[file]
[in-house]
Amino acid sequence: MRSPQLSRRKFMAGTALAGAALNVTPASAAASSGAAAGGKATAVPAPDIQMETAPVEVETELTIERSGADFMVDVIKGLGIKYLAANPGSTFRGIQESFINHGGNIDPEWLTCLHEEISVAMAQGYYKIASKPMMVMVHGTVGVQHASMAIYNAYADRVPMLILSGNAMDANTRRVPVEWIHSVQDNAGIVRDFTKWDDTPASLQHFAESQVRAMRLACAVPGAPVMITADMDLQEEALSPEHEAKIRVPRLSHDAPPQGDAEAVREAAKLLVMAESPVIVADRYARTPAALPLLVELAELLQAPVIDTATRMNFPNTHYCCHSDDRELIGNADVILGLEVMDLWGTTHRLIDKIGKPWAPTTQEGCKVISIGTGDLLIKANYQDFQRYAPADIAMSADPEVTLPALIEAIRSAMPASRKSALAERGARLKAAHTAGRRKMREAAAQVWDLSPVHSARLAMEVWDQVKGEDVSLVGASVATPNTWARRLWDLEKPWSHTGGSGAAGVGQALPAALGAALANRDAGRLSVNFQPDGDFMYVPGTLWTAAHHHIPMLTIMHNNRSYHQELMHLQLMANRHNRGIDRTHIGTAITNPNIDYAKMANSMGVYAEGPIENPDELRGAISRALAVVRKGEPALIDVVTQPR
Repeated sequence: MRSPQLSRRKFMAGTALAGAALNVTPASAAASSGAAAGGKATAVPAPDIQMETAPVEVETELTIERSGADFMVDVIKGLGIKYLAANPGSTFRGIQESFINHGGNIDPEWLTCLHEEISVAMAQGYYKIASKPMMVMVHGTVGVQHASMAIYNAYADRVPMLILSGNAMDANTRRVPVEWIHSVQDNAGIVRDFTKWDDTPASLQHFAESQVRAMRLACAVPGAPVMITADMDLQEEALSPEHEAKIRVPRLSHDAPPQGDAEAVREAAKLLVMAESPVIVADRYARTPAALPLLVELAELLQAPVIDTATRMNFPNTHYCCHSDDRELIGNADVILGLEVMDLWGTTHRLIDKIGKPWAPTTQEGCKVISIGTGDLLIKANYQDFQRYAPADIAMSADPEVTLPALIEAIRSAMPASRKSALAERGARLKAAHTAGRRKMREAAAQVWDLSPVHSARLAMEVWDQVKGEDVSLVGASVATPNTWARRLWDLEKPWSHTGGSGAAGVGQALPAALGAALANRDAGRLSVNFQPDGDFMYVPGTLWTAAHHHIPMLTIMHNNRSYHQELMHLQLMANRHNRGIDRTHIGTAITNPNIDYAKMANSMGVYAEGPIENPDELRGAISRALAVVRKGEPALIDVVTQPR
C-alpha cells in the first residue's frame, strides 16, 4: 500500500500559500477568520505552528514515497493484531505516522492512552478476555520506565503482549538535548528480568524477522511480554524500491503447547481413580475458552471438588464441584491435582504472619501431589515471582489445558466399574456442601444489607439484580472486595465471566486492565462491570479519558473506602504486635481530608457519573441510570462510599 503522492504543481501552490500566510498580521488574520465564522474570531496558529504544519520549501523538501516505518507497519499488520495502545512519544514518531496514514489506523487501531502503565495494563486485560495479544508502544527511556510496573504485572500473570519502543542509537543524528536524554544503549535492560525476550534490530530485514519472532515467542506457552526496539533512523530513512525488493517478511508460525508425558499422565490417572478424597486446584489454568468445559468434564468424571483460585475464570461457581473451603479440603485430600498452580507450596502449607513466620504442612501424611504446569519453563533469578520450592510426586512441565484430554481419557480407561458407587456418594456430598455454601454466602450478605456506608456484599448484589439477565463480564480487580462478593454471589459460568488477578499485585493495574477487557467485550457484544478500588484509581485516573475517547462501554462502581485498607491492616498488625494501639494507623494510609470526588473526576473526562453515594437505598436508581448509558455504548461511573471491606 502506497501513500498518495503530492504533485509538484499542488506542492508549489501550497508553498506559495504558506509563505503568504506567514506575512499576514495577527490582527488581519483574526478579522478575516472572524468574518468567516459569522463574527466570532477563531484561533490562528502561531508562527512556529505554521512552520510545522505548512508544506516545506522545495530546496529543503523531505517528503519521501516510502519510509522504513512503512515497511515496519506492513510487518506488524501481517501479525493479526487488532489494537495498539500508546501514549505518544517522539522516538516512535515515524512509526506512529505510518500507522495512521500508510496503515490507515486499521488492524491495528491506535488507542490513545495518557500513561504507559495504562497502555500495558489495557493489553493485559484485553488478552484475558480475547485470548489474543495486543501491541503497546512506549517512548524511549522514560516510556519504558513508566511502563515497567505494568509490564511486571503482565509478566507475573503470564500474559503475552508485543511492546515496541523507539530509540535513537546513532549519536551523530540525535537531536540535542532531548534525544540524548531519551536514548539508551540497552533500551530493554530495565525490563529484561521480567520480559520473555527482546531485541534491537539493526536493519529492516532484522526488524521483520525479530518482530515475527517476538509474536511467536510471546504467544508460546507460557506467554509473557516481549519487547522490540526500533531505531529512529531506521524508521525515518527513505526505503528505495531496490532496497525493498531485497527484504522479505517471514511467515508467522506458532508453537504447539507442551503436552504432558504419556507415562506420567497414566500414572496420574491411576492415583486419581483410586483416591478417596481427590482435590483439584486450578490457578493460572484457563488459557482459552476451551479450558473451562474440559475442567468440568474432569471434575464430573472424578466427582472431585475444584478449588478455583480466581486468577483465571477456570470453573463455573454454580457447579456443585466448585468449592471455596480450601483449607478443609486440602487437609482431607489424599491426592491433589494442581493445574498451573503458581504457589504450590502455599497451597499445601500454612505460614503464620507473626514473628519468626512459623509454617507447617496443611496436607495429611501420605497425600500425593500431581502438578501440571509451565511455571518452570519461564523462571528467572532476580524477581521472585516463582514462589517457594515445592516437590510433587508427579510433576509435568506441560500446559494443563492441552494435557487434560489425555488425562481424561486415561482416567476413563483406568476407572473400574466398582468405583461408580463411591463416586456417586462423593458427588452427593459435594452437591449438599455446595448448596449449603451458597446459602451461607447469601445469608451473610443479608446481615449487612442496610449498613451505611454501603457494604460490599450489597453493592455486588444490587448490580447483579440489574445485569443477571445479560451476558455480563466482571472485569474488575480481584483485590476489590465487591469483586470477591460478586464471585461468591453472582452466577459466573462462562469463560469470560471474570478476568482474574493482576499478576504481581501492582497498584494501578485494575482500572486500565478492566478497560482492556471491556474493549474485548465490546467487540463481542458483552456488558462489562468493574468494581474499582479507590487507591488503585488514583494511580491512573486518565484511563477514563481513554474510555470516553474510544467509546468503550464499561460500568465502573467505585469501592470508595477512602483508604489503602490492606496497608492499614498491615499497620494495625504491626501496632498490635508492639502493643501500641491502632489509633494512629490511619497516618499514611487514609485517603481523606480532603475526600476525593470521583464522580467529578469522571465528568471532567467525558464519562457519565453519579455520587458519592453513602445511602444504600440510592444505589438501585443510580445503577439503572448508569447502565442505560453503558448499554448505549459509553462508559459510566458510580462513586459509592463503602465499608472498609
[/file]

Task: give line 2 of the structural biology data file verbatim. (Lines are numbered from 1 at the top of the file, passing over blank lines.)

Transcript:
Amino acid sequence: MRSPQLSRRKFMAGTALAGAALNVTPASAAASSGAAAGGKATAVPAPDIQMETAPVEVETELTIERSGADFMVDVIKGLGIKYLAANPGSTFRGIQESFINHGGNIDPEWLTCLHEEISVAMAQGYYKIASKPMMVMVHGTVGVQHASMAIYNAYADRVPMLILSGNAMDANTRRVPVEWIHSVQDNAGIVRDFTKWDDTPASLQHFAESQVRAMRLACAVPGAPVMITADMDLQEEALSPEHEAKIRVPRLSHDAPPQGDAEAVREAAKLLVMAESPVIVADRYARTPAALPLLVELAELLQAPVIDTATRMNFPNTHYCCHSDDRELIGNADVILGLEVMDLWGTTHRLIDKIGKPWAPTTQEGCKVISIGTGDLLIKANYQDFQRYAPADIAMSADPEVTLPALIEAIRSAMPASRKSALAERGARLKAAHTAGRRKMREAAAQVWDLSPVHSARLAMEVWDQVKGEDVSLVGASVATPNTWARRLWDLEKPWSHTGGSGAAGVGQALPAALGAALANRDAGRLSVNFQPDGDFMYVPGTLWTAAHHHIPMLTIMHNNRSYHQELMHLQLMANRHNRGIDRTHIGTAITNPNIDYAKMANSMGVYAEGPIENPDELRGAISRALAVVRKGEPALIDVVTQPR